Our mantra since the beginning has really been to take what was best from both firms or even find what’s better than the best of both. And the compensation model that we’ve developed really is – I’m going to call it a hybrid of the two - it’s much more prospective looking, but we’re going from a very tiny, tiny bonus pool to one that will be much more sizeable, so people who out-perform during the year can expect a significant bonus pool.
And I’d say BLP – Lisa, jump in if I paint this wrong – but BLP is moving away from lockstep which is a significant transition for them and the bonus will be a bit smaller. So as a process matter I think it’s very different. At the end of the day when you really think about what we want to reward and how, what we find is there’s a common understanding underneath it all, which is we want to reward those partners who are driving revenues and increasing the profitability of the firm, helping grow clients and finding clients, forming teams and collaborating in doing great work, and living by the core values that we all believe in.
On Ensuring Collaboration Among the Partners
Parnell: Collaboration – which seems to be somewhat of a buzz word these days – but how do you plan on ensuring collaboration amongst the partners? I know it’s a big question, but what is your plan?
Mayhew: I don’t know why it’s a buzz word but we feel very strongly about this. I know it’s a word that all law firms use and fewer law firms can point to a structure that we feel institutionalizes, as Terry says, the kind of collaborative teamwork culture that we’re all about. So, one-firm one-team, one-culture, one set of performance principles which we’ve already articulated to the working group that comprises partners from both firms. We have clearly written down, enunciated principles about the performance standards that we expect from everybody – not just partners, lawyers, everybody – and the beauty of having a one-firm umbrella is you can have an approach that you articulate everything that you are doing.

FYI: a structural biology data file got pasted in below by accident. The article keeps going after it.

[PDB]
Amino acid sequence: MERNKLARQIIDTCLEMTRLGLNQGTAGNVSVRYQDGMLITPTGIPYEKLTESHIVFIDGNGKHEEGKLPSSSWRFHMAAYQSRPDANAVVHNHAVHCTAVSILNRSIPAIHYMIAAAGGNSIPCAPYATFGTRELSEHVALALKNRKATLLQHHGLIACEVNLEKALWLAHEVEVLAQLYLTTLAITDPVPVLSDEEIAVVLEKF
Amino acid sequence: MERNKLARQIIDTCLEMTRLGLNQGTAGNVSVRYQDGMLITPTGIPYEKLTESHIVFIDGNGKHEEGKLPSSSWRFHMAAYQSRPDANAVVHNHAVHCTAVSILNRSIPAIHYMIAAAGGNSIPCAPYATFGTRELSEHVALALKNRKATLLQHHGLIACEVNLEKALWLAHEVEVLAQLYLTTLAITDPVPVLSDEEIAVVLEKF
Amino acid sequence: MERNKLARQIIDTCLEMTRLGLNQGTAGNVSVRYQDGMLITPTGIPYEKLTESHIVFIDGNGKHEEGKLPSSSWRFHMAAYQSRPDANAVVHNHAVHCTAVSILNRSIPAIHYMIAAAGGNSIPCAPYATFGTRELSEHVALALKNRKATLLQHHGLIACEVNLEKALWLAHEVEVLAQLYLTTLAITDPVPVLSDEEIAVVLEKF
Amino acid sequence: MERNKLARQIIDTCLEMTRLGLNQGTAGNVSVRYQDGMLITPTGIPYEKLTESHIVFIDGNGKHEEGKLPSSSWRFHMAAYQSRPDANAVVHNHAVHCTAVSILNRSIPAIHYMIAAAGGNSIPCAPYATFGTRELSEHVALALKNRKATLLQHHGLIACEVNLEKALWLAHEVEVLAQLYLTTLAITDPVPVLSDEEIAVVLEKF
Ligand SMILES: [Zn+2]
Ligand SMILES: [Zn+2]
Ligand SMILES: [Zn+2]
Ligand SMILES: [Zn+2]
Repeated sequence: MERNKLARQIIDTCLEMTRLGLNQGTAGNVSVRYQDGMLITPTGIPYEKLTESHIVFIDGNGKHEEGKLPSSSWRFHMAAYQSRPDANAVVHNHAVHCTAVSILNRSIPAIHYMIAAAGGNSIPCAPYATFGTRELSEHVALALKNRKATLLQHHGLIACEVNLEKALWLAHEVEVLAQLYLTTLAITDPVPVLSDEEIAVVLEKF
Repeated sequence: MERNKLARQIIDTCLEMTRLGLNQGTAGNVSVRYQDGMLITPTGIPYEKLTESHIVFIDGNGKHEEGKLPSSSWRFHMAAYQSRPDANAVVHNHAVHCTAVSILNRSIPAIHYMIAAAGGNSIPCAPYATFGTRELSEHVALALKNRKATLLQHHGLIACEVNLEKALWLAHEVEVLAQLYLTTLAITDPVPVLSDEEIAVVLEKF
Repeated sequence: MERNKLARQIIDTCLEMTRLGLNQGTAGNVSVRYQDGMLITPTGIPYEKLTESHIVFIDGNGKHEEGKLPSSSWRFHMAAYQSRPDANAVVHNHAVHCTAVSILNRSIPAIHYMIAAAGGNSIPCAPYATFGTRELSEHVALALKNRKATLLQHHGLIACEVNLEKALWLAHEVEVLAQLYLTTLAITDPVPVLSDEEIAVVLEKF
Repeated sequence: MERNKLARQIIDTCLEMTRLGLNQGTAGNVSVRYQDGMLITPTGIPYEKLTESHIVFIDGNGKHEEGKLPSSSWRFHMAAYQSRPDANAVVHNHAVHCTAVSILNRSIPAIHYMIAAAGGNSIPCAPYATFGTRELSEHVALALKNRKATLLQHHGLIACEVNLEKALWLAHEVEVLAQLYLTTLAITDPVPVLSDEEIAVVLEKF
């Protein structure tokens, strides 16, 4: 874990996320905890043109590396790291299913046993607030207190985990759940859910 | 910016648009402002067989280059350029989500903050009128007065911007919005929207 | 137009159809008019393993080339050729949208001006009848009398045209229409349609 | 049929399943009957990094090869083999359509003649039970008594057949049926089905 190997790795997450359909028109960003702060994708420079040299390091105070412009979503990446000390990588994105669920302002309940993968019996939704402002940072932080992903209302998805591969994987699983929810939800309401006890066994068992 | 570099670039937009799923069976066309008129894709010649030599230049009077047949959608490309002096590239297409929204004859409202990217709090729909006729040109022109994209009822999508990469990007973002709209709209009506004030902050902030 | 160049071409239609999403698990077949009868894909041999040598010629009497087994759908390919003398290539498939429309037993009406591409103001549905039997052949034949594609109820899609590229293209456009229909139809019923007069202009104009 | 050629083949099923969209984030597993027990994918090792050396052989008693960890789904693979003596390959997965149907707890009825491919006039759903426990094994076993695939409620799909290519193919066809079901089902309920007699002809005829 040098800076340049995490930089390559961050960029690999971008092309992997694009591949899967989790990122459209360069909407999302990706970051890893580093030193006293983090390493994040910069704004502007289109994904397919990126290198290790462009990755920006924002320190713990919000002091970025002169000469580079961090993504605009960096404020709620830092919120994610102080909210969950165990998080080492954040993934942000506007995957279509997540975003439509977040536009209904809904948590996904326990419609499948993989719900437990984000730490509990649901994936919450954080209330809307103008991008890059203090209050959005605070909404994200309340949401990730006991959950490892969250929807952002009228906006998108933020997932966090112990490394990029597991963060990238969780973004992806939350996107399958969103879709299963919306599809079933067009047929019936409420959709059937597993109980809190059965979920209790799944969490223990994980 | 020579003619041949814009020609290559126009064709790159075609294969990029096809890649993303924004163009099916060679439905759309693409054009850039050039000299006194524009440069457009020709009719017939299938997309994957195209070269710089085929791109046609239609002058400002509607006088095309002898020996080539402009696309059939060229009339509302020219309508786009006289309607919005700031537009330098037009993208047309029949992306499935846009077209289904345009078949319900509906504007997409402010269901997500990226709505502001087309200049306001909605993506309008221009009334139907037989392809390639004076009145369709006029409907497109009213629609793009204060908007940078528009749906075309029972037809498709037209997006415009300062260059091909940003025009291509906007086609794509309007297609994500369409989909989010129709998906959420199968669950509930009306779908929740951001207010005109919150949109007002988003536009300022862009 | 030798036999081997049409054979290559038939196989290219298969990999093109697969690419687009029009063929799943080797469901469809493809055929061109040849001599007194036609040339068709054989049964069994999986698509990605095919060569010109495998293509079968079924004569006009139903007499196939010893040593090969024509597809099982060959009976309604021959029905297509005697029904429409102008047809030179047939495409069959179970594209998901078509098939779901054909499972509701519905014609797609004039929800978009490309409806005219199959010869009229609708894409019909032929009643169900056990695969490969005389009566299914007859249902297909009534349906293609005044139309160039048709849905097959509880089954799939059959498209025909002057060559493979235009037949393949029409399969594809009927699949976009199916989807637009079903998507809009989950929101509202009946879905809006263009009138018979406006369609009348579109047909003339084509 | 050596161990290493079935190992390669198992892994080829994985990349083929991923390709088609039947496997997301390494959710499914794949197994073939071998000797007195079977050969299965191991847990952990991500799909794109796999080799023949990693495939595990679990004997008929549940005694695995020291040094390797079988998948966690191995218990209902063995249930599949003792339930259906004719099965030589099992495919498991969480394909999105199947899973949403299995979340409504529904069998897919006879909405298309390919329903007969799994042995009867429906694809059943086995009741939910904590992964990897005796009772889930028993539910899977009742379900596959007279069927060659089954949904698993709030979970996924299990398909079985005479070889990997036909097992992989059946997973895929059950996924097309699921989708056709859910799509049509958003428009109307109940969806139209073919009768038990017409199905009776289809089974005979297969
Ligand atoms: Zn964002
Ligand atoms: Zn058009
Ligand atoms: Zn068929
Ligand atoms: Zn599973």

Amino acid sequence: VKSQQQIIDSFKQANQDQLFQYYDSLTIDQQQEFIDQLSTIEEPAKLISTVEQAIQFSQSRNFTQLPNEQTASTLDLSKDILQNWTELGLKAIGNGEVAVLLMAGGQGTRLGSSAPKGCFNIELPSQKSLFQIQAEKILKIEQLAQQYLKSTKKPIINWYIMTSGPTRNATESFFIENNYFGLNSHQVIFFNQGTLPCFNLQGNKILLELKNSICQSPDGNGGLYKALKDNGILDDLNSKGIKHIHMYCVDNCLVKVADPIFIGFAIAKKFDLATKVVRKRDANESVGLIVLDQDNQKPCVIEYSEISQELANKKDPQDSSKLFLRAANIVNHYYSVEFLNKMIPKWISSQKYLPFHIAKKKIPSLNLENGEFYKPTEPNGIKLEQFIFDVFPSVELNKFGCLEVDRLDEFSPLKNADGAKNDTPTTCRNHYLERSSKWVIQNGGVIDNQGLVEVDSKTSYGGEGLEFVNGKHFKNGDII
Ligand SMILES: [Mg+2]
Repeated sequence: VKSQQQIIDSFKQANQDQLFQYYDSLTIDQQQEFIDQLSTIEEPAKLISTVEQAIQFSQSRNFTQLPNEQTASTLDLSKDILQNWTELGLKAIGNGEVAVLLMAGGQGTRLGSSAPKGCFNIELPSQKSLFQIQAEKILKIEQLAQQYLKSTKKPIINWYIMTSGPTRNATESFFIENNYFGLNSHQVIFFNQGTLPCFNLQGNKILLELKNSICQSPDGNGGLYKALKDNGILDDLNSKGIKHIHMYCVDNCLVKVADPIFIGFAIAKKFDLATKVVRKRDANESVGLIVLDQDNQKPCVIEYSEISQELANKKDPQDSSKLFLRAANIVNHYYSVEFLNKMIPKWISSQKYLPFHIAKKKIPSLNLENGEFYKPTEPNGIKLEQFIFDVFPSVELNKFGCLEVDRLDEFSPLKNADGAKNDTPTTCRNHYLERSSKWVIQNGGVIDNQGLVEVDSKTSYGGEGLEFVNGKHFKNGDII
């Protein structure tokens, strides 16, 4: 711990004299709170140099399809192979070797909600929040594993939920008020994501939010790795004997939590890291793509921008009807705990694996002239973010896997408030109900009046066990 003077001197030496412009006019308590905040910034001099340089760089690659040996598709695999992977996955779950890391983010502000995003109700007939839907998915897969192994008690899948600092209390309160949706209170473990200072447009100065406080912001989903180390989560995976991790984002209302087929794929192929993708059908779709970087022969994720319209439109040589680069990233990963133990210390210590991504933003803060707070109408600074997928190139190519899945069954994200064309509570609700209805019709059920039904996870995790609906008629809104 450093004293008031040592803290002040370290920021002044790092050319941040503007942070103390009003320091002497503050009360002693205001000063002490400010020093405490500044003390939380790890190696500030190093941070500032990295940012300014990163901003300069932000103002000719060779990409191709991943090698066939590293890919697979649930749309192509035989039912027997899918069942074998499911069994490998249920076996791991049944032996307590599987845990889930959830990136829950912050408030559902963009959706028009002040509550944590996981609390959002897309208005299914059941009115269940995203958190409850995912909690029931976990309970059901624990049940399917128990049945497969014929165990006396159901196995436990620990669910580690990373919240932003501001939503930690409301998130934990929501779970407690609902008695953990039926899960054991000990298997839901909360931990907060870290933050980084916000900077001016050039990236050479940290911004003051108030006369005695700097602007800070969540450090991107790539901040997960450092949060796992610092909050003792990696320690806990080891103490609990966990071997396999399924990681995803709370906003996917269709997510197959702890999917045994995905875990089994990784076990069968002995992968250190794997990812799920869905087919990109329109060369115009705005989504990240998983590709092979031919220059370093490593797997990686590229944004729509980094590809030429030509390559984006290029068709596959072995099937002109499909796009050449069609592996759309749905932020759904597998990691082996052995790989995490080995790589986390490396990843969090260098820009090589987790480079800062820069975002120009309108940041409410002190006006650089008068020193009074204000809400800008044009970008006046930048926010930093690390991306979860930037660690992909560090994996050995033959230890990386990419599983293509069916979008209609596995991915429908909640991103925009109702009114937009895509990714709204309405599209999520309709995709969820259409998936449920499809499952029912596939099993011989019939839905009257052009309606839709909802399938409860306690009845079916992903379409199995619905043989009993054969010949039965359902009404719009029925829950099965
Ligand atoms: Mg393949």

In the part of remuneration, one of the criteria is we will bring partners who have done well at cross-selling or working in teams to bring in entirely new business that neither firm previously did, or entirely new clients, so it’s a common thread that goes throughout the firm’s structure and we think that will be part of the differentiation of the firm and also a real accelerant to its ability to move quickly to the needs of the final combining.
Also, within BLP we did a lot of research ourselves. It was about three or four years ago that we did some research on our own business about where the best trajectory was for groups that were performing better and actually you could take right down to individual partners – which groups were becoming more profitable, more successful. And we found that there was a very high correlation between the groups that were the most connected within the firm, right down to individual partners who had been connected to institutionalized client relationships - they were the most successful. And so, it was a very powerful proof point for us having done it in our own business which would demonstrate the proof of being collaborative. This is just not fluffy stuff; this is about business and it betters the business and it certainly betters clients.
Pritchard: You asked a question earlier David about verein and I think we would say our point of concerns about having chosen to structure it as a verein is that you can’t incentivize collaboration when you have separate profit pools; but you can incentivize it when it’s one profit pool and you can look at collaborative success. We hope that the structure is going to lend itself to driving collaboration in an unusual way.
About the Author
Along with being the co-founder of the Legal Institute for Forward Thinking and the founder of partner search and placement boutique True North Partner Management, David J. Parnell is an American Lawyer Fellow and a business of law author, columnist and speaker.